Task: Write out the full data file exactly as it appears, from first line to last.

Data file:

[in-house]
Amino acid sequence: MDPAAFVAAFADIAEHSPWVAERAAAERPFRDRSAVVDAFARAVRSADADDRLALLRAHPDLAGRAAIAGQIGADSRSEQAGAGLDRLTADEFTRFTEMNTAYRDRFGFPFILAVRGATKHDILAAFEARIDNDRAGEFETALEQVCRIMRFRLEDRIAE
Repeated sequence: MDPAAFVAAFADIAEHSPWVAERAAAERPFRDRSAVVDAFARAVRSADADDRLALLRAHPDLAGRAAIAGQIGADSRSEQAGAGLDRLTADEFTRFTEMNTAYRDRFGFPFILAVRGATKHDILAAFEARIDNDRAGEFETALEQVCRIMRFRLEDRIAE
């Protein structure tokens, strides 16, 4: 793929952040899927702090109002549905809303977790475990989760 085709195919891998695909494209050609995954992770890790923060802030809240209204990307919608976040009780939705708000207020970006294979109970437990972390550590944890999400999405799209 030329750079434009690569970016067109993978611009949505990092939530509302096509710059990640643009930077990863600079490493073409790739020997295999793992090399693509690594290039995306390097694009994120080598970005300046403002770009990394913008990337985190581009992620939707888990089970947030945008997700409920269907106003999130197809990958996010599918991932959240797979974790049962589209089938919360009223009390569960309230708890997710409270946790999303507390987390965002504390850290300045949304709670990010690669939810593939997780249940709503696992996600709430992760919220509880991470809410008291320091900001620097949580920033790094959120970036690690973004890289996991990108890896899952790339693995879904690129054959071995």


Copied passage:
[in-house]
Amino acid sequence: MDPAAFVAAFADIAEHSPWVAERAAAERPFRDRSAVVDAFARAVRSADADDRLALLRAHPDLAGRAAIAGQIGADSRSEQAGAGLDRLTADEFTRFTEMNTAYRDRFGFPFILAVRGATKHDILAAFEARIDNDRAGEFETALEQVCRIMRFRLEDRIAE
Repeated sequence: MDPAAFVAAFADIAEHSPWVAERAAAERPFRDRSAVVDAFARAVRSADADDRLALLRAHPDLAGRAAIAGQIGADSRSEQAGAGLDRLTADEFTRFTEMNTAYRDRFGFPFILAVRGATKHDILAAFEARIDNDRAGEFETALEQVCRIMRFRLEDRIAE
């Protein structure tokens, strides 16, 4: 793929952040899927702090109002549905809303977790475990989760 085709195919891998695909494209050609995954992770890790923060802030809240209204990307919608976040009780939705708000207020970006294979109970437990972390550590944890999400999405799209 030329750079434009690569970016067109993978611009949505990092939530509302096509710059990640643009930077990863600079490493073409790739020997295999793992090399693509690594290039995306390097694009994120080598970005300046403002770009990394913008990337985190581009992620939707888990089970947030945008997700409920269907106003999130197809990958996010599918991932959240797979974790049962589209089938919360009223009390569960309230708890997710409270946790999303507390987390965002504390850290300045949304709670990010690669939810593939997780249940709503696992996600709430992760919220509880991470809410008291320091900001620097949580920033790094959120970036690690973004890289996991990108890896899952790339693995879904690129054959071995």